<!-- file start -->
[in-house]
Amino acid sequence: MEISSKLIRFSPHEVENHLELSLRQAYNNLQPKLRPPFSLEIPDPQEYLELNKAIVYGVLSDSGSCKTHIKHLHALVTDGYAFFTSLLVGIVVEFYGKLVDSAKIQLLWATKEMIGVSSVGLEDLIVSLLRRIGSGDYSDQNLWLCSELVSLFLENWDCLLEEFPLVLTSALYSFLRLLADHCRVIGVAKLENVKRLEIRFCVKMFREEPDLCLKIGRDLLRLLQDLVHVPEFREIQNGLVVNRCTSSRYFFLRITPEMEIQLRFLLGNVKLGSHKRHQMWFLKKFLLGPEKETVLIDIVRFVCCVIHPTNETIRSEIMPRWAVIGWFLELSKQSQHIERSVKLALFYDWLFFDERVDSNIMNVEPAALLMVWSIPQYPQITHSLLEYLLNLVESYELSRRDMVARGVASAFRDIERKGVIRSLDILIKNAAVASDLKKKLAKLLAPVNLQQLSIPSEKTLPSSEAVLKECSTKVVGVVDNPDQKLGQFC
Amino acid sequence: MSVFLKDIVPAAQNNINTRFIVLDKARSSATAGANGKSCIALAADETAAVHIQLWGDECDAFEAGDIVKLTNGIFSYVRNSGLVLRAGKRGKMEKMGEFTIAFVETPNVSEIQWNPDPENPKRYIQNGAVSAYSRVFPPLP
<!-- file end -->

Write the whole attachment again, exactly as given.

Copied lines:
[in-house]
Amino acid sequence: MEISSKLIRFSPHEVENHLELSLRQAYNNLQPKLRPPFSLEIPDPQEYLELNKAIVYGVLSDSGSCKTHIKHLHALVTDGYAFFTSLLVGIVVEFYGKLVDSAKIQLLWATKEMIGVSSVGLEDLIVSLLRRIGSGDYSDQNLWLCSELVSLFLENWDCLLEEFPLVLTSALYSFLRLLADHCRVIGVAKLENVKRLEIRFCVKMFREEPDLCLKIGRDLLRLLQDLVHVPEFREIQNGLVVNRCTSSRYFFLRITPEMEIQLRFLLGNVKLGSHKRHQMWFLKKFLLGPEKETVLIDIVRFVCCVIHPTNETIRSEIMPRWAVIGWFLELSKQSQHIERSVKLALFYDWLFFDERVDSNIMNVEPAALLMVWSIPQYPQITHSLLEYLLNLVESYELSRRDMVARGVASAFRDIERKGVIRSLDILIKNAAVASDLKKKLAKLLAPVNLQQLSIPSEKTLPSSEAVLKECSTKVVGVVDNPDQKLGQFC
Amino acid sequence: MSVFLKDIVPAAQNNINTRFIVLDKARSSATAGANGKSCIALAADETAAVHIQLWGDECDAFEAGDIVKLTNGIFSYVRNSGLVLRAGKRGKMEKMGEFTIAFVETPNVSEIQWNPDPENPKRYIQNGAVSAYSRVFPPLP